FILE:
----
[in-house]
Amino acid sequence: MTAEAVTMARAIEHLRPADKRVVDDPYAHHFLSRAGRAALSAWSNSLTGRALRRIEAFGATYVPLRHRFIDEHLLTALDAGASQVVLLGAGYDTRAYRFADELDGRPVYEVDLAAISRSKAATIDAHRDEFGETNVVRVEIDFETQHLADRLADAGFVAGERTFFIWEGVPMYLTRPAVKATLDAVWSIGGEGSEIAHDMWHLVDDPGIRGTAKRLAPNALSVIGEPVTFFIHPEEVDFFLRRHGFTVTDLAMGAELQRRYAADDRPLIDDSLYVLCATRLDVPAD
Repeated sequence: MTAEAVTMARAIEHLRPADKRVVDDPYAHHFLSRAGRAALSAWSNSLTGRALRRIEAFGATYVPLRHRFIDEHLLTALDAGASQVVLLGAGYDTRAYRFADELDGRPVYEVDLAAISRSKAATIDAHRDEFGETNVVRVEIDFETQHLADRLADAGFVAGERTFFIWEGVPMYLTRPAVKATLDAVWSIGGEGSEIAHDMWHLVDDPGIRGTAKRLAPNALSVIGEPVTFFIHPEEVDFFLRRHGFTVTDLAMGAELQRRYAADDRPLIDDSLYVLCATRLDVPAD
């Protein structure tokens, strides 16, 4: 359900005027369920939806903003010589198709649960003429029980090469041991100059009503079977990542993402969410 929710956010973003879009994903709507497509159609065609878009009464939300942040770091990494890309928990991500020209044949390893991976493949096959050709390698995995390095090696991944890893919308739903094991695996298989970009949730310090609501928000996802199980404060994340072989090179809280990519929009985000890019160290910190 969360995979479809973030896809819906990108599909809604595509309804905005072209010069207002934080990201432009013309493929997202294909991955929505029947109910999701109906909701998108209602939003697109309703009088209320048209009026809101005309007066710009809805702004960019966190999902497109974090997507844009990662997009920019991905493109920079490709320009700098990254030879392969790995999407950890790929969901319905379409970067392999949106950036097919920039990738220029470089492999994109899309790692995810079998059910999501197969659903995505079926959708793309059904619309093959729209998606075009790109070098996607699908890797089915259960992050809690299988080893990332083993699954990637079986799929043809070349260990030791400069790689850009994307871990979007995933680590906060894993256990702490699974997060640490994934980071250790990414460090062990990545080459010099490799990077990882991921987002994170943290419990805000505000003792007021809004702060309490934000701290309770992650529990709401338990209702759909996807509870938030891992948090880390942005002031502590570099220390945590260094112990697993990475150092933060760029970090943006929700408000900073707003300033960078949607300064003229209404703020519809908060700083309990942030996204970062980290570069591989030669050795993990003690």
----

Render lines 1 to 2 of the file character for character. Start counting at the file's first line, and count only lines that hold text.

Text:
[in-house]
Amino acid sequence: MTAEAVTMARAIEHLRPADKRVVDDPYAHHFLSRAGRAALSAWSNSLTGRALRRIEAFGATYVPLRHRFIDEHLLTALDAGASQVVLLGAGYDTRAYRFADELDGRPVYEVDLAAISRSKAATIDAHRDEFGETNVVRVEIDFETQHLADRLADAGFVAGERTFFIWEGVPMYLTRPAVKATLDAVWSIGGEGSEIAHDMWHLVDDPGIRGTAKRLAPNALSVIGEPVTFFIHPEEVDFFLRRHGFTVTDLAMGAELQRRYAADDRPLIDDSLYVLCATRLDVPAD